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GDB warned it could lose federal funds

By on December 5, 2016

SAN JUAN – The Government Development Bank (GDB) only has some $190 million in cash left, and amid its precarious state has already received a letter from the Environmental Protection Agency (EPA) warning that the flow of federal funds is in jeopardy for not having guaranteed the federal funds that should be deposited in the institution.

During government transition hearings Monday at the State Department, GDB President Alberto Bacó Bagué acknowledged that one of the great challenges of the next administration will be to meet the required federal fund deposits in the GDB.

“We must find ways to comply with these federal deposits, but we must be careful not to discriminate and not comply with deposits from cooperatives or the Science and Technology Trust. You have to find a way to inject liquidity into the GDB. It is a challenge that is tied to a series of decisions the next administration has to make,” Bacó Bagué said.

The GDB president said the bank has $175 million in cash, which will increase to $190 million Friday after a Sales Tax Financing Corp. (Cofina by its Spanish acronym) deposit.

Alberto Bacó Bagué, Economic Development & Commerce secretary and GDB president & chairman, makes his case for keeping and reviving the government bank. (CB Photo | Jaime Rivera)

Economic Development Secretary and GDB President & Chairman makes his case for keeping and reviving the government bank during an interview with Caribbean Business. (CB Photo/ Jaime Rivera)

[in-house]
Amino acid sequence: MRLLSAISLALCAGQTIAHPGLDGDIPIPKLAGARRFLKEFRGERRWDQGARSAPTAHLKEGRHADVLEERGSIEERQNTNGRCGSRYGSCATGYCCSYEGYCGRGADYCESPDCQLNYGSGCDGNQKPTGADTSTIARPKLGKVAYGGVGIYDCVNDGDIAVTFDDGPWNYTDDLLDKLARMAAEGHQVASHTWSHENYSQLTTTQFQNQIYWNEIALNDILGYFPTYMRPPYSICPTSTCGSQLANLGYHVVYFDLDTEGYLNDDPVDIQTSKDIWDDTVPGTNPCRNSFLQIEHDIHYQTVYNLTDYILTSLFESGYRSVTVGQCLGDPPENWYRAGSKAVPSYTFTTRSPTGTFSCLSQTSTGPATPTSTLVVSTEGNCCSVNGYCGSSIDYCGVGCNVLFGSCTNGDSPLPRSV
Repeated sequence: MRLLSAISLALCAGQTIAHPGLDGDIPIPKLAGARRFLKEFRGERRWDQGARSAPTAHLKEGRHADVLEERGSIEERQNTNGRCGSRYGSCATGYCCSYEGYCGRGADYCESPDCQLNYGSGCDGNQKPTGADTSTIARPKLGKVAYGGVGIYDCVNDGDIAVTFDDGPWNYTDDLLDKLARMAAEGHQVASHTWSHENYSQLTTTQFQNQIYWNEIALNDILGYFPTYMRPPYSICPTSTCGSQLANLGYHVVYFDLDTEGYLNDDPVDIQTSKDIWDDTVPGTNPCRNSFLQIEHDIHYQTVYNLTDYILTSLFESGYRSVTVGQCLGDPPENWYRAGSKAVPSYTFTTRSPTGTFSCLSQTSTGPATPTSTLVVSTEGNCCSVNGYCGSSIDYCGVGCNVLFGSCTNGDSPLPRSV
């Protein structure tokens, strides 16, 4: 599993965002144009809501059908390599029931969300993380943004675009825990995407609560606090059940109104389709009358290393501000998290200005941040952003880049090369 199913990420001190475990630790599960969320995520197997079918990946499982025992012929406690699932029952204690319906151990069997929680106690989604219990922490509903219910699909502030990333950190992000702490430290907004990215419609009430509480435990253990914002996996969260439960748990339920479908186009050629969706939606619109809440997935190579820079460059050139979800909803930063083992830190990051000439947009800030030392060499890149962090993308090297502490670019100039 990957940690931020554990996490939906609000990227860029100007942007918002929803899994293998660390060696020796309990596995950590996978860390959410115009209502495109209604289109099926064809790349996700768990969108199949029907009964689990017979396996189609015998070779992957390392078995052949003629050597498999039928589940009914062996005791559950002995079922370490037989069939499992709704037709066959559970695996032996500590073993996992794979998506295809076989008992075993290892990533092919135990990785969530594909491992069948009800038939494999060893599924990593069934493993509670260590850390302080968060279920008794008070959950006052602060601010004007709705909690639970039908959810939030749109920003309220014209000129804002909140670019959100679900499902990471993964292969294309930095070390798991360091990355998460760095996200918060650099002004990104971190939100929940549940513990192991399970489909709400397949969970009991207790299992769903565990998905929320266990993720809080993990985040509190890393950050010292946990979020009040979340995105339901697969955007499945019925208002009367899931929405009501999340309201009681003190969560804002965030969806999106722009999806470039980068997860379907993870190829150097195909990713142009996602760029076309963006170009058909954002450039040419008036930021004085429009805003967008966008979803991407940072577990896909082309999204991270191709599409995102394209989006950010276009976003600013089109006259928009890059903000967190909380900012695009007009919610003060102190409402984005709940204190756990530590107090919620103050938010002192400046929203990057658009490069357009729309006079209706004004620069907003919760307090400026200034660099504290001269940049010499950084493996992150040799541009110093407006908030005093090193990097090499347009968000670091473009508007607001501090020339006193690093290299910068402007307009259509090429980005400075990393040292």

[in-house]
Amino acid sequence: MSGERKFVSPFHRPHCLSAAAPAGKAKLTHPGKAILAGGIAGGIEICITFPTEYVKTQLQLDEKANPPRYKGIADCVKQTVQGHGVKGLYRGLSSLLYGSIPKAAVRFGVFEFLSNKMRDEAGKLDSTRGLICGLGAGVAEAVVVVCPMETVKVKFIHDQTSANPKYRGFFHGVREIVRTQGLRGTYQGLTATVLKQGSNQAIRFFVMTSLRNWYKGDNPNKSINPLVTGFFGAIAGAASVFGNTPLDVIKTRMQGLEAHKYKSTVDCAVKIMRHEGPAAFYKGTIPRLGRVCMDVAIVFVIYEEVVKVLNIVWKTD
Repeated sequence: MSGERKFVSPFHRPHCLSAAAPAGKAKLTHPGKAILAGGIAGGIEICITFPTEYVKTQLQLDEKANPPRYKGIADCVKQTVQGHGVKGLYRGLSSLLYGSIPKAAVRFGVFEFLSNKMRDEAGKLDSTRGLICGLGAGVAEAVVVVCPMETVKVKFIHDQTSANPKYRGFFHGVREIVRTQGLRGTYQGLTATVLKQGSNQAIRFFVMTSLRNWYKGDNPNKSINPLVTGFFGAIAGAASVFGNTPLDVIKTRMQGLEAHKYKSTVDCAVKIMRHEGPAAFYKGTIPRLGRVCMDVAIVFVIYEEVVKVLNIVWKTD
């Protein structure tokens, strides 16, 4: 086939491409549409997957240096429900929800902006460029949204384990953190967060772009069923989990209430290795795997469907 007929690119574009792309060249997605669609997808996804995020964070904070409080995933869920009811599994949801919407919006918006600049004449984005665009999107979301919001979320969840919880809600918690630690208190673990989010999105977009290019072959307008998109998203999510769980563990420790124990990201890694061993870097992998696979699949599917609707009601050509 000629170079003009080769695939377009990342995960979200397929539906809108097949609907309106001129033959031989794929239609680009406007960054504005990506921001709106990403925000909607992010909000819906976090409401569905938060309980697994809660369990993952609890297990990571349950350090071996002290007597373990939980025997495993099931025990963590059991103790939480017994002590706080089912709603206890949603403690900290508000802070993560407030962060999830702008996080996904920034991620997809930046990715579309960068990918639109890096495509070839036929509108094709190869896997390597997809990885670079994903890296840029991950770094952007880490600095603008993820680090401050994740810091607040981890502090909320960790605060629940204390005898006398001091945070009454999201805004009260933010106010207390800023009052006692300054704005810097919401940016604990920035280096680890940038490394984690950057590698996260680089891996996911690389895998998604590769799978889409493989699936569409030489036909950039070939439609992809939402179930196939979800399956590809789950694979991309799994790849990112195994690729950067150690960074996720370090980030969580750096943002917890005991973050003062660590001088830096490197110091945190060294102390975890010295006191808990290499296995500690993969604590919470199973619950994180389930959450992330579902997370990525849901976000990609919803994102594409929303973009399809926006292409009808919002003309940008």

“There are candidates in elective positions here who have commented that the bank [GDB] should disappear. Getting rid of the GDB entails not complying with federal funds and entails non-compliance with cooperatives. This is not matter of getting rid of it and starting from scratch. David Bernier said it one time [liquidating the GDB] and then didn’t mention it again when it was explained. I believe that those who say the bank should disappear are wrong,” Bacó Bagué said.

He added that the bank’s precariousness is due to the government of Puerto Rico having stopped paying the institution the money owed.

“They have criminalized the bank because it is the easiest thing [to do]. What I am trying to tell people is the bank is savable and has a reason to exist. The easiest thing is to say we have to liquidate it, but I’m trying to warn that that’s going to result being twice [as bad] because we have to create a new infrastructure. The problem with the bank is the government stopped paying it, not that the bank has done anything bad,” Bacó Bagué insisted.

Regarding his predecessor, Melba Acosta, the new GDB president said she earned a $180,000 salary and was paid $86,000 when she left for an accumulated 60 days of vacations and 64 sick days.

“The only person receiving a salary of more than $150,000 at the GDB was Melba Acosta,” he said.

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